Important new insights into human infectious diseases mechanisms have been uncovered by these infection models. Mycobacterium marinum is closely related to the global human pathogen Mycobacterium tuberculosis (Meijer, 2016). In zebrafish, M. marinum induces the formation of granulomas, which are the typical histopathological hallmark of human tuberculosis, so the M. marinum infection model is used to study human tuberculosis. This model highlights the fact that the stabilization of the transcription factors hypoxia-inducible factor α (HIF-α) favors the host response against M. marinum; the CXCR3/CXCL11 signaling axis is involved in macrophage recruitment and dissemination of mycobacterial infection, and Dram-1-mediated autophagy is an important host defense to counteract mycobacterium infection (Elks et al., 2013; Torraca et al., 2015; Meijer, 2016). These findings represent a potential target for therapeutic intervention against tuberculosis (Meijer, 2016; Myllymäki et al., 2016). The infection of zebrafish larvae with Burkholderia cenocepacia, which is an opportunistic pathogen of cystic fibrosis or immunocompromised individuals, revealed that this pathogen survives within macrophages, where it can replicate, and thereafter disseminates to produce fatal bacteraemia and that a functional CepIR quorum-sensing system is required for intracellular replication and dissemination (Vergunst et al., 2010). Salmonella typhimurium infections highlight the importance of the mitochondria-associated enzyme immunoresponsive gene 1 (IRG1) in the intracellular degradation of phagocytosed bacteria. This enzyme, which is expressed by macrophages, directs the mitochondrial catabolism of fatty acids for the production of mitochondrial ROS, contributing to the clearance of intracellular bacteria (Hall et al., 2013). This result underlines the importance of the connection between metabolism and immunity for the study of infectious diseases and highlighted IRG1 as a new therapeutic target for intracellular bacterial infections (Hall et al., 2013). Other bacterial infection models in zebrafish, such as Pseudomonas aeruginosa, Edwardsiella tarda, and Listeria monocytogenes, have been used to determine the pathogenicity-related factors and resistance strategies of the host (Pressley et al., 2005; Brannon et al., 2009; Levraud et al., 2009). Nevertheless, the use of zebrafish larvae for the study of the pathogenesis of A. hydrophila has never been explored.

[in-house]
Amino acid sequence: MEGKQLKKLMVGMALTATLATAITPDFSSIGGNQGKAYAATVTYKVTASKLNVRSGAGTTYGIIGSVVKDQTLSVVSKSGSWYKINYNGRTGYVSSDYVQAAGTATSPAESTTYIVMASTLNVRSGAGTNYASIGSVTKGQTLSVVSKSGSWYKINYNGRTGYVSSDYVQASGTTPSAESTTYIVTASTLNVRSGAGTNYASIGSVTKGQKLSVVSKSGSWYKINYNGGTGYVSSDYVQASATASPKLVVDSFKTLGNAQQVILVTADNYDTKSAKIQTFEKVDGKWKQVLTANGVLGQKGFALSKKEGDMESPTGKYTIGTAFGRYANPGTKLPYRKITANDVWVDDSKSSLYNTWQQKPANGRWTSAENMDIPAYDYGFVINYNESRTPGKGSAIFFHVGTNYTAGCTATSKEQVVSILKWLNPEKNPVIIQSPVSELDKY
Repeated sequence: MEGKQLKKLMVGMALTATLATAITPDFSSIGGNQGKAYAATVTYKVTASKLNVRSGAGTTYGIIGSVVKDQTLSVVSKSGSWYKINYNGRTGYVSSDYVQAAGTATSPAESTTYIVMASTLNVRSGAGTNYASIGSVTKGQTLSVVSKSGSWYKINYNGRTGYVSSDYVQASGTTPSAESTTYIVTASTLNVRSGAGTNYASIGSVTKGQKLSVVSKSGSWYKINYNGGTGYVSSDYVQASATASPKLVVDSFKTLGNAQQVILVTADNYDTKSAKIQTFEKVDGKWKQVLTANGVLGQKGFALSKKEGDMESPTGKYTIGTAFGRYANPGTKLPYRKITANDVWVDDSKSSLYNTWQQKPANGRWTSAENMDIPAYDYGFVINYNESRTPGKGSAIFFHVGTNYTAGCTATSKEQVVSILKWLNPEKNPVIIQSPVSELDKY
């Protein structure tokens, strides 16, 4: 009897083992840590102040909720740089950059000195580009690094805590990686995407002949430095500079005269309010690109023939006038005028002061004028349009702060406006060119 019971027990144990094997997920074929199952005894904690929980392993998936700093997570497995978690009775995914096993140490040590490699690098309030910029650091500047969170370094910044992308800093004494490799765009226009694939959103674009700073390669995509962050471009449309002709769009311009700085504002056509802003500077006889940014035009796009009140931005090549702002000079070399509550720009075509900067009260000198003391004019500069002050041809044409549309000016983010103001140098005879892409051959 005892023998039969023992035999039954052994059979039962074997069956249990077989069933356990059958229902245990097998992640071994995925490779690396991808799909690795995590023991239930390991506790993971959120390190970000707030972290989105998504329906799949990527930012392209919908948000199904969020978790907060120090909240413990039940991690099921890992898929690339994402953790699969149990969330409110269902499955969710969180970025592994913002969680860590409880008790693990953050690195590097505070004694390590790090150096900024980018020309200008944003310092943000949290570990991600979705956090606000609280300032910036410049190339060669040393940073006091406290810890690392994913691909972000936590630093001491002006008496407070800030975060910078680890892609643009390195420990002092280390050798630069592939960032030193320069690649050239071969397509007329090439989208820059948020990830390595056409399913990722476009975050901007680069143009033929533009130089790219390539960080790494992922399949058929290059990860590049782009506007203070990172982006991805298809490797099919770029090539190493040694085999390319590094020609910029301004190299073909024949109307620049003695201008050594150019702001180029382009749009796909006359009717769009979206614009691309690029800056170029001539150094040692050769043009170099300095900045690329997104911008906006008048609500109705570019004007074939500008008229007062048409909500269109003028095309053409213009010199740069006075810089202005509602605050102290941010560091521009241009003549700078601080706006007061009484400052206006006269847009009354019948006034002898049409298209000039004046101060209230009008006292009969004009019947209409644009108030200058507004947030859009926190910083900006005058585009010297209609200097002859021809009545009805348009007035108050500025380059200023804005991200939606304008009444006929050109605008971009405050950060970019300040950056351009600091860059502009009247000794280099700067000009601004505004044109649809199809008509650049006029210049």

The Gram-negative bacterium Aeromonas hydrophila is a motile, rod-shape, facultative anaerobic bacterium that is an opportunistic pathogen of fish and terrestrial animals (Janda and Abbott, 2010; Igbinosa et al., 2012). In fish, it causes motile aeromonas septicaemia (MAS), a disease that leads to a high mortality (Harikrishnan and Balasundarama, 2005). In humans, A. hydrophila can cause gastroenteritis, septicaemia, tissue infections and other, less frequent complications, such as peritonitis, endocarditis, pancreatic infections, and urinary tract infections (Janda and Abbott, 2010). Clinical conditions such as cancer, hepatic diseases, diabetes and trauma increase the risk to develop a fatal A. hydrophila infection (Parker and Shaw, 2011). The pathogenicity of A. hydrophila is multifactorial, depending on several virulence factors: enterotoxins (e.g., Act, Ast and Alt), haemolysins (α and β), Shiga toxins, extracellular enzymes such as proteases and nucleases, type 3 and type 6 secretion systems (T3SSs, T6SSs) and motility factors such as lateral and polar flagella (Alperi and Figueras, 2010; Tomás, 2012). Although A. hydrophila is naturally present in the gut microbiota of zebrafish (Cantas et al., 2012b), it is able to generate an acute infection in adults (Rodríguez et al., 2008), but no information is available about the pathogenic process and host immune response in embryos.
Numerous studies have been conducted to identify the mechanisms of infection, the main virulence factors and the host immune response triggered by A. hydrophila in murine and adult fish models (Yu et al., 2004, 2005; Sha et al., 2005; Canals et al., 2006, 2007; Vilches et al., 2007; Rodríguez et al., 2008, 2009; McCoy et al., 2010; Cantas et al., 2012a; Lü et al., 2015). Therapeutic strategies such as immunomodulatory molecules and vaccines have been developed in some fish species (carp, zebrafish, and rainbow trout) to protect the animals against A. hydrophila infection (Rodríguez et al., 2009; Poobalane et al., 2010; Bastardo et al., 2012; Brogden et al., 2012; Cao et al., 2012; Liu et al., 2015). Mice and adult zebrafish have been experimentally infected by intramuscular or intraperitoneal injections (Sha et al., 2005; Yu et al., 2005; Rodríguez et al., 2008, 2009; Chen et al., 2014), and orally by gavage or exposing the zebrafish to the bacteria in the water (Wong et al., 1996; Abuelsaad et al., 2014; Lü et al., 2015). The infectious process has been evaluated by measuring the mortality rates, bacterial burden, respiratory burst, immune gene expression, quantification of leukocytes by flow cytometry, and tissue damage by histological assays (Fadl et al., 2007; Sha et al., 2007; Suarez et al., 2010; Li and Hu, 2012). The great limitation of those methods is that they require the sacrifice of the animals and the extraction of tissues/organs to perform all of the analyses, thereby preventing the study of the infectious processes in the whole living animal.